11 rooms in In the Studio
This display brings together the space of the studio and the process of drawing, both of which functioned for Geta Brătescu at the threshold between the inner mental world of the artist and the world outside
Brătescu developed a conceptual artistic practice in Romania during a period of political unrest and censorship following the Second World War. She placed drawing at its core, exploring the process both as a method and as a conceptual device for her works in other mediums, from film and collage to performance and installation. For Brătescu, her sewn works were ‘drawing on textile with a sewing machine’. She imagined the process as bringing to life the mental world of the artist: ‘drawing connects the actual space with the abstract one. Everything we do, we decrypt and encrypt through drawing’. Brătescu worked as a book illustrator in parallel to her own art practice. This fed her interest in mythological characters such as Medea, which reappear in many of her works.
Meanwhile, the artist’s studio, positioned at the threshold of public and private, became an exploratory space for Brătescu in the totalitarian political climate of post-war Romania. ‘The studio is myself’, the artist stated: an arena in which artistic exploration was also a way to experiment with multiple versions of the self. In Hands the space of the studio and the process of drawing come together to form a faceless portrait of the artist. Bratescu saw an intrinsic bond between the two: ‘the place where drawing rejoices in its force and absolute freedom, like the prayer in a church, is THE STUDIO’."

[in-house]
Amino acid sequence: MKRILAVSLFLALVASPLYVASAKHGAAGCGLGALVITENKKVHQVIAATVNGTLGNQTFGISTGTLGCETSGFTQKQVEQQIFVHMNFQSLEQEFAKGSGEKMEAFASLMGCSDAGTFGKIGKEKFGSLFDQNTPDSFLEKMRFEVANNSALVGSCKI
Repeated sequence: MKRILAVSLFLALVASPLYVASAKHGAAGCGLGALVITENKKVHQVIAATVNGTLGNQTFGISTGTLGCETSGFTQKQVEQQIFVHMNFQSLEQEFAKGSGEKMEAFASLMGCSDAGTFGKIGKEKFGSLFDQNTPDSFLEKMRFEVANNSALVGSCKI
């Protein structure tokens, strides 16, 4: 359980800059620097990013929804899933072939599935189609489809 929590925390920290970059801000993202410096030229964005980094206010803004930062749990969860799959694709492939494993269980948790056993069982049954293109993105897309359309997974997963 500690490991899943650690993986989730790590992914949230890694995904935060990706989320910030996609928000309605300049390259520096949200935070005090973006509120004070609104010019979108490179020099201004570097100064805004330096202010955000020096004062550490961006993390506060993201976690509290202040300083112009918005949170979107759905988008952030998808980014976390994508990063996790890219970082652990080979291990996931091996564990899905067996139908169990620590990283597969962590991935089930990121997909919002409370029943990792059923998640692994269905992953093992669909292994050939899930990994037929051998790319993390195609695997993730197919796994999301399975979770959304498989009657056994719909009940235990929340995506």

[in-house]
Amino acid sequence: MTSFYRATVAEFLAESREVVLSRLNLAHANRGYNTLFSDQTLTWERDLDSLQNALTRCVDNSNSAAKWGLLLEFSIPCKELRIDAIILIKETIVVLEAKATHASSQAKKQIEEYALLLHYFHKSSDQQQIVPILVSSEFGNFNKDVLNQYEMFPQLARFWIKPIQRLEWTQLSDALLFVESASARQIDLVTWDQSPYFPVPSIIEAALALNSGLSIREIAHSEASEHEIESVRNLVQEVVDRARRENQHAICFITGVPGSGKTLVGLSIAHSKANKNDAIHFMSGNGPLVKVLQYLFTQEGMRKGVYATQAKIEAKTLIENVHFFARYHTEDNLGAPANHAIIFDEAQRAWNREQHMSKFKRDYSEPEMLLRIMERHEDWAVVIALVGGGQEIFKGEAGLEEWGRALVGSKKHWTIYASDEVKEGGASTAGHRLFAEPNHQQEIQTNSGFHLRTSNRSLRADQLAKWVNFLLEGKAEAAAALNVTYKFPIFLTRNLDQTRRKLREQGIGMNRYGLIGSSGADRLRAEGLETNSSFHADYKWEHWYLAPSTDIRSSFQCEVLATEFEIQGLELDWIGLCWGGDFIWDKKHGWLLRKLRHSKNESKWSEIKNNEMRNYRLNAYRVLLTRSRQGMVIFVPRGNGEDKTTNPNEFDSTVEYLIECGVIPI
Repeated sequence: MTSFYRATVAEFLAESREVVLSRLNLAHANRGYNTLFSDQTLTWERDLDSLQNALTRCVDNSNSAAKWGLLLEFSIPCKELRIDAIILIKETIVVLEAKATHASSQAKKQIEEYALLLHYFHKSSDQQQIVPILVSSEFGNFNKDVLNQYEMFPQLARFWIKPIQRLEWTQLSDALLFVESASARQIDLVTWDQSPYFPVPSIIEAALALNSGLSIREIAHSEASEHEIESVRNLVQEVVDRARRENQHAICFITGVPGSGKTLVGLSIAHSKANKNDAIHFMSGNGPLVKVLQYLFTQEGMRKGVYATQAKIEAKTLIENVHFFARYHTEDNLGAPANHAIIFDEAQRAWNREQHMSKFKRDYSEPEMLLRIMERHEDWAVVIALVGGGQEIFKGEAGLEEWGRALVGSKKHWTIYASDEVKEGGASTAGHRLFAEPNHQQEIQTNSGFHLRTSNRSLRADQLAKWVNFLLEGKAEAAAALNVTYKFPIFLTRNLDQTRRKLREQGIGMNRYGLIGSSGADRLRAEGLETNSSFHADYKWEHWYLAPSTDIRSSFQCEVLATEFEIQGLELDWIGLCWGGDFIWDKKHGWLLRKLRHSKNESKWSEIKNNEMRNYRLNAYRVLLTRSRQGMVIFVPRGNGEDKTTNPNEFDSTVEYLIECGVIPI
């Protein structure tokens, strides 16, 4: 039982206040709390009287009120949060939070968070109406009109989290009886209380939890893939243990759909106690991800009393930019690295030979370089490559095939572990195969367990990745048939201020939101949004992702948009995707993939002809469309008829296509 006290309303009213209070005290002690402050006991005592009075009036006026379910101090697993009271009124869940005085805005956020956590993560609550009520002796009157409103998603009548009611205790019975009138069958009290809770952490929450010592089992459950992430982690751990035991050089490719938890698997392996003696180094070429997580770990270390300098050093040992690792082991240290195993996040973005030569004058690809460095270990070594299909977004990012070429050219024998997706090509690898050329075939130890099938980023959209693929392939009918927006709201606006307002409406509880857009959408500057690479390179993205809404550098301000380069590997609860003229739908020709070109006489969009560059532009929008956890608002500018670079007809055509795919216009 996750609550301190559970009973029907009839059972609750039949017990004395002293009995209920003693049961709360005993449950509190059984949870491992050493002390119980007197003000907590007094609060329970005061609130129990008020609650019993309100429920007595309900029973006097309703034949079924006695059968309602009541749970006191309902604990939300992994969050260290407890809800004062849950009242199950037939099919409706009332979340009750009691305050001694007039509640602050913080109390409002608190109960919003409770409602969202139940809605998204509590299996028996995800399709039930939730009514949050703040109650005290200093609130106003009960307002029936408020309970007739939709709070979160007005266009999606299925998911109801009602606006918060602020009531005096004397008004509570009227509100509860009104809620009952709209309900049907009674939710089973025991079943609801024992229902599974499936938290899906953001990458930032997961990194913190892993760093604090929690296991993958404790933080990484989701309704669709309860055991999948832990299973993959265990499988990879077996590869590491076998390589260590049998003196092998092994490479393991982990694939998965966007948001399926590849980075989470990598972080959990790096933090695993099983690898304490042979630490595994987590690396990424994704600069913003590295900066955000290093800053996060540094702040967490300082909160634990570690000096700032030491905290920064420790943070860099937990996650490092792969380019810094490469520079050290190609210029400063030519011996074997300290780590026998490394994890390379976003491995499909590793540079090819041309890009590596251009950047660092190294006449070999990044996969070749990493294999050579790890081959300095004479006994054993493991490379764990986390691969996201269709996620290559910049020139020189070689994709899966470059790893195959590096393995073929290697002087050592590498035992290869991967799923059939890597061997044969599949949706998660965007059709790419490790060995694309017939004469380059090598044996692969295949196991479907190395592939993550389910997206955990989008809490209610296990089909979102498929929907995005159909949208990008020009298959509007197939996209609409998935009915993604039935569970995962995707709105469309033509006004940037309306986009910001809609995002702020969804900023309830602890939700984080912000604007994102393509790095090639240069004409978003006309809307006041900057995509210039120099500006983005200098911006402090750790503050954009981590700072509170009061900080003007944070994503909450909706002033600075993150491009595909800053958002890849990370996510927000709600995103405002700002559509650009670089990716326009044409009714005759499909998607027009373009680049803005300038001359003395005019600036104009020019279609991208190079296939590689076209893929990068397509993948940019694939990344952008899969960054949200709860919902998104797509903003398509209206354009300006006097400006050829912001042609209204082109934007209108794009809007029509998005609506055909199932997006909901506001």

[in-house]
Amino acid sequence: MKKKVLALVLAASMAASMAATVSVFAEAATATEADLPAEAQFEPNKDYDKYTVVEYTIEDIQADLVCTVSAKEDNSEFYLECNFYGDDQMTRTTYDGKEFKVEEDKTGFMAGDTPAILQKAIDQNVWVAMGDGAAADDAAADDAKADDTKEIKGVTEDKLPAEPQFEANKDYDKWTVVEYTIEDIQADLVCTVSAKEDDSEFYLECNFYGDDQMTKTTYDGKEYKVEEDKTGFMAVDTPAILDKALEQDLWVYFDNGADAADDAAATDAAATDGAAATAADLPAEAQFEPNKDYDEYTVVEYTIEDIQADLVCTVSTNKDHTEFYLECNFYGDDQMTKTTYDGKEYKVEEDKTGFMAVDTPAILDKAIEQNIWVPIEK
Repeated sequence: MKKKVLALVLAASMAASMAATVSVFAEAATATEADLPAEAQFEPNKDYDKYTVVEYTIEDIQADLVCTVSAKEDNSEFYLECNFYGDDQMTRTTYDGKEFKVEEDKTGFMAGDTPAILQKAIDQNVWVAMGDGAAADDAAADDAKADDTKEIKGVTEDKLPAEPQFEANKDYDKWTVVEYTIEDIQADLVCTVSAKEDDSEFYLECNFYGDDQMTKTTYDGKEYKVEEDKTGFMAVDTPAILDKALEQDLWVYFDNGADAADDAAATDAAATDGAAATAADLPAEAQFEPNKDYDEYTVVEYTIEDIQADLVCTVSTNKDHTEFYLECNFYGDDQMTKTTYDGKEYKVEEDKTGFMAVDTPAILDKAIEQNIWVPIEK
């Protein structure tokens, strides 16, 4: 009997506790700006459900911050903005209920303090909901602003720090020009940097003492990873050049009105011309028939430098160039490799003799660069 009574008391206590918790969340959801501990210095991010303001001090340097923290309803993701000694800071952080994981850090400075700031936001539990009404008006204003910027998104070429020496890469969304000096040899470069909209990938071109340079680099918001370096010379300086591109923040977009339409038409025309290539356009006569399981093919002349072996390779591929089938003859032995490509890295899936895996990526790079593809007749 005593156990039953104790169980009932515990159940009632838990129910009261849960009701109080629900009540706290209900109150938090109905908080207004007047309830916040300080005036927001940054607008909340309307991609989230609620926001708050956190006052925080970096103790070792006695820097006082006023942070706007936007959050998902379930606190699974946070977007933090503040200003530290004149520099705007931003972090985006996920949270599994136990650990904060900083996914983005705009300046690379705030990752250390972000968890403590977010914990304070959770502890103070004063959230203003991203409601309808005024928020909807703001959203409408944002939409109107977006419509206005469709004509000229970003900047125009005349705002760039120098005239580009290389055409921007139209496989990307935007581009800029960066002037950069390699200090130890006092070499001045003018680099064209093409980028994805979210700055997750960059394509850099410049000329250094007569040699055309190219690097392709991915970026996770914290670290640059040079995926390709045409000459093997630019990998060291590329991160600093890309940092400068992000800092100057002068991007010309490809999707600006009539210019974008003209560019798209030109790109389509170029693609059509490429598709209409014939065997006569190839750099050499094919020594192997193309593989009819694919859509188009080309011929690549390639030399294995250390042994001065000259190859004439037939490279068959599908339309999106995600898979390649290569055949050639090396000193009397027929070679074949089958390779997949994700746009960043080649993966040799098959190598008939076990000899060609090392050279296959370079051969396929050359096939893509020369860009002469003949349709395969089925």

Geta Bratescu, Hands (For the Eye, the Hand of My Body Draws My Portrait) 1977
Hands (For the Eye, the Hand of My Body Draws My Portrait) 1977 is a black and white silent film lasting 7 minutes and 30 seconds. The work exists in an edition of 5, of which this copy is number 2, and 2 artist’s proofs. It was originally shot on 8mm film and transferred to DVD more recently. The camera was operated by fellow Romanian artist Ion Grigorescu (born 1945), with whom Bratescu frequently collaborated. In the film the artist’s hands, filmed from her eye level, are performing various movements and activities above her drawing board. The sequence starts with her playing with different objects on the desk, holding a cigarette, removing a wedding ring. The artist subsequently switches to drawing lines on her palms with a black marker and finally tracing the contours of both her hands on a piece of paper.
artworks in Geta Brătescu
Geta Bratescu, Medeic Callisthenic Moves 1980–1
Medeic Callisthetic Moves 1980–1 is a set of six embroideries on bleached linen; each one is 600 by 500 millimetres. They are always shown as a group in an order specified by the artist, who refers to them as ‘drawings’. Originally, the works were displayed attached directly to the wall, but they are now glazed. The pastel coloured pattern on each one was done with the use of a sewing machine. An abstract oval form is repeated in the centre of each of the embroideries and is an emblematic portrait of the Greek mythical character Medea, who gives the work its title. Medea was the daughter of King Aeetes of Colchis and the granddaughter of the sun god Helios. Known for her qualities as a sorceress, Medea helped the adventurer Jason obtain the golden fleece from her father, killing her own brother as she aided Jason and his Argonauts to flee. Although he had promised to marry her, Jason later deserted her.
artworks in Geta Brătescu